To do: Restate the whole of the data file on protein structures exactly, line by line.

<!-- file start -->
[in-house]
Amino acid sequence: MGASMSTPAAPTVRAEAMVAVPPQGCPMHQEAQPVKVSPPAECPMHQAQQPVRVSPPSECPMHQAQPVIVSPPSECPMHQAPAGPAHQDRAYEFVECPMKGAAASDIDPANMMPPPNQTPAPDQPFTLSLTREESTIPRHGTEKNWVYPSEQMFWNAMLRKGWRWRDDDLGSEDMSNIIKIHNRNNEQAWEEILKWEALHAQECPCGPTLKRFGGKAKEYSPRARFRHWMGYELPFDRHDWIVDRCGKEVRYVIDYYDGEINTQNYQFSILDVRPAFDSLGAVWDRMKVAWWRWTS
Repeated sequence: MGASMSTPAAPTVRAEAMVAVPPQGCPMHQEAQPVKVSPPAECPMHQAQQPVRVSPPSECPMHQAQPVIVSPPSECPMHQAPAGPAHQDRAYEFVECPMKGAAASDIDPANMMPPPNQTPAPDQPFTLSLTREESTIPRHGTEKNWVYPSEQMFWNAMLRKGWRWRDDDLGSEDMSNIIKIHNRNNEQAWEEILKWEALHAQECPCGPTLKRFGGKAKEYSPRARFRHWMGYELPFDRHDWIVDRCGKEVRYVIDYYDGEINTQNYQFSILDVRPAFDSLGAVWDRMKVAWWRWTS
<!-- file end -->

[in-house]
Amino acid sequence: MGASMSTPAAPTVRAEAMVAVPPQGCPMHQEAQPVKVSPPAECPMHQAQQPVRVSPPSECPMHQAQPVIVSPPSECPMHQAPAGPAHQDRAYEFVECPMKGAAASDIDPANMMPPPNQTPAPDQPFTLSLTREESTIPRHGTEKNWVYPSEQMFWNAMLRKGWRWRDDDLGSEDMSNIIKIHNRNNEQAWEEILKWEALHAQECPCGPTLKRFGGKAKEYSPRARFRHWMGYELPFDRHDWIVDRCGKEVRYVIDYYDGEINTQNYQFSILDVRPAFDSLGAVWDRMKVAWWRWTS
Repeated sequence: MGASMSTPAAPTVRAEAMVAVPPQGCPMHQEAQPVKVSPPAECPMHQAQQPVRVSPPSECPMHQAQPVIVSPPSECPMHQAPAGPAHQDRAYEFVECPMKGAAASDIDPANMMPPPNQTPAPDQPFTLSLTREESTIPRHGTEKNWVYPSEQMFWNAMLRKGWRWRDDDLGSEDMSNIIKIHNRNNEQAWEEILKWEALHAQECPCGPTLKRFGGKAKEYSPRARFRHWMGYELPFDRHDWIVDRCGKEVRYVIDYYDGEINTQNYQFSILDVRPAFDSLGAVWDRMKVAWWRWTS